The Food and Drug Administration is warning consumers not to drink teas brewed from the herb star anise, as it investigates reports of people, including 15 infants, suffering seizures after ingesting them.
There are two types of star anise. Chinese star anise, a popular spice, is known to be safe to consume. Japanese star anise, a well-known poison, is supposed to be used for decorative purposes only.
Star anise tea sometimes is used as a folk remedy for infants with colic, but the FDA said there’s no scientific evidence that it treats any ailment. Consumers shouldn’t brew it, the FDA said, especially until the seizure question is cleared up.
The FDA said that in dried and ground form, the Chinese and Japanese star anise leaves used to brew tea look identical. The agency is investigating whether tea importers or consumers got them mixed up.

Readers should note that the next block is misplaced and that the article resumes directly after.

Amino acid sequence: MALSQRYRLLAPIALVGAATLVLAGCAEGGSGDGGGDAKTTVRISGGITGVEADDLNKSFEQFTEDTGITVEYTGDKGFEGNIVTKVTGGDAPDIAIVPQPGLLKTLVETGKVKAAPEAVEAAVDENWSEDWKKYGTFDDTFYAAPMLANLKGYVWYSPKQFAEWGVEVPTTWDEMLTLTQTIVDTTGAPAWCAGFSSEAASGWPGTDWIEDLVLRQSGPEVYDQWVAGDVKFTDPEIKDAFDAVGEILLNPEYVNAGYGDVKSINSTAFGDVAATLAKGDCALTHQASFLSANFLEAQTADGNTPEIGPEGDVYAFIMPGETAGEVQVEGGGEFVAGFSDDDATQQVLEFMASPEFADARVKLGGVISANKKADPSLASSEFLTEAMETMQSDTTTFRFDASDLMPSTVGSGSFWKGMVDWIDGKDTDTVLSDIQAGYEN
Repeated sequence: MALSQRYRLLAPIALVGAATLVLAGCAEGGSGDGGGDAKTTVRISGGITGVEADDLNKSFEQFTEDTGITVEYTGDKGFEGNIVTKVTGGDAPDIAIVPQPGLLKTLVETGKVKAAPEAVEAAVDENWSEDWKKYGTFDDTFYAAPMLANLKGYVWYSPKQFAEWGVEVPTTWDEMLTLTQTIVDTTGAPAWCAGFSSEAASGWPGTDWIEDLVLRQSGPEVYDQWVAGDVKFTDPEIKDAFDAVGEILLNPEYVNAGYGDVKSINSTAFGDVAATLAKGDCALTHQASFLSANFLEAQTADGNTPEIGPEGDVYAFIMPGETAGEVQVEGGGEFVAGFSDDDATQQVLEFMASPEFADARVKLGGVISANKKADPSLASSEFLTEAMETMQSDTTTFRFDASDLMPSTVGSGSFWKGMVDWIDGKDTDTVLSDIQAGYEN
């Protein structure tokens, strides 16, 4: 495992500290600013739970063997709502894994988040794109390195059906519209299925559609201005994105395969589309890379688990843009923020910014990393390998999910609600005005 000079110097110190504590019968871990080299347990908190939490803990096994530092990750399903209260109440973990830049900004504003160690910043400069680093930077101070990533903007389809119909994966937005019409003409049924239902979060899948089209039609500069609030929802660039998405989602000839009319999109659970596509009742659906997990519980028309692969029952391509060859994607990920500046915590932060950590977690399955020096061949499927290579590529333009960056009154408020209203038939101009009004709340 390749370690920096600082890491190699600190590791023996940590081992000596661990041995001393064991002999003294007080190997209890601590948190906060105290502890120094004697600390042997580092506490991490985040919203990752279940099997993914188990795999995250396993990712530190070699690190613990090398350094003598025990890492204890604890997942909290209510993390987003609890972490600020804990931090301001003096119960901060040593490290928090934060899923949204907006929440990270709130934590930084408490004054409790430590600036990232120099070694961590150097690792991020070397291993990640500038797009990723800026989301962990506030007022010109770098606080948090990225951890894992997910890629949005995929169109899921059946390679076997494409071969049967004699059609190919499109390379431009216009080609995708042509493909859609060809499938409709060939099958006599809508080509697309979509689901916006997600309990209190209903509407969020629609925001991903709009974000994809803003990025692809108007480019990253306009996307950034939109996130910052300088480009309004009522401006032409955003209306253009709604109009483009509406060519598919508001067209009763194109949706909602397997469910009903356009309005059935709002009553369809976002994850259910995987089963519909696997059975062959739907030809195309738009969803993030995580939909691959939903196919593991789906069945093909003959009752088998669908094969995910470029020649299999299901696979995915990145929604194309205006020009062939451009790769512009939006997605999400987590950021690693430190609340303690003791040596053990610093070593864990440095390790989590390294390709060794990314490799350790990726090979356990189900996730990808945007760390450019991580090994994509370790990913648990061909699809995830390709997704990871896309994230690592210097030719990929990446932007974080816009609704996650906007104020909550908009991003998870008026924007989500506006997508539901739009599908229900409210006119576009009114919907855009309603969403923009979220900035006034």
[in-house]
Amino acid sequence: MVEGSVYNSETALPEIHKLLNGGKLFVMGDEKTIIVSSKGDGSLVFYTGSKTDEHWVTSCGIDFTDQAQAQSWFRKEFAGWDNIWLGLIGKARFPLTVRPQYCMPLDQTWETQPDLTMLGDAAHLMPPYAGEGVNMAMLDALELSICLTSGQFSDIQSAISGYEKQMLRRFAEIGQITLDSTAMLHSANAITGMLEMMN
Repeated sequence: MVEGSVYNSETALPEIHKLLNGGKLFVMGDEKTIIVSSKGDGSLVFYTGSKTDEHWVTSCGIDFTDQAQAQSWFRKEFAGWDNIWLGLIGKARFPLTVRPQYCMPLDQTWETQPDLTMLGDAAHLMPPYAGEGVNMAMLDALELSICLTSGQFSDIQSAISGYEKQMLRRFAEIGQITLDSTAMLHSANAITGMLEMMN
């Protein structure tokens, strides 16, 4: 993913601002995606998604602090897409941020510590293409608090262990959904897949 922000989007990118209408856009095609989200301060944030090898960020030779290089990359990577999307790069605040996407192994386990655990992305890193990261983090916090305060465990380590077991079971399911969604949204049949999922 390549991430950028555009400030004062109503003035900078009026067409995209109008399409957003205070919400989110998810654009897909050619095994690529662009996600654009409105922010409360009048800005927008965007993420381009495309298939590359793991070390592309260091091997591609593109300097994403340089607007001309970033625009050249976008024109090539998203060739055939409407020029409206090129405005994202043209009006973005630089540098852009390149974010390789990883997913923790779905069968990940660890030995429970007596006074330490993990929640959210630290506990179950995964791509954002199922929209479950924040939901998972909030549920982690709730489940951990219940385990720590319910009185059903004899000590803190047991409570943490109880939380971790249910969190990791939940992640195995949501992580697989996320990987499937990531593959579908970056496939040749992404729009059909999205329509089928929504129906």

A Miami doctor alerted the FDA to the problem after noticing a spate of infants suffering seizures after being given the folk remedy. The FDA then contacted poison control centers and ultimately counted about 40 reports of seizures among tea drinkers, both children and adults, in recent years.
Similar outbreaks occurred in Europe several years ago, which set up controls to make sure only safe Chinese star anise was imported for food, said the FDA’s Dr. David Acheson. The agency is about to monitor imports to see if the toxic Japanese form is coming into this country inappropriately labeled as a food.
The FDA’s warning is only for star anise tea, not the herb when used as a spice.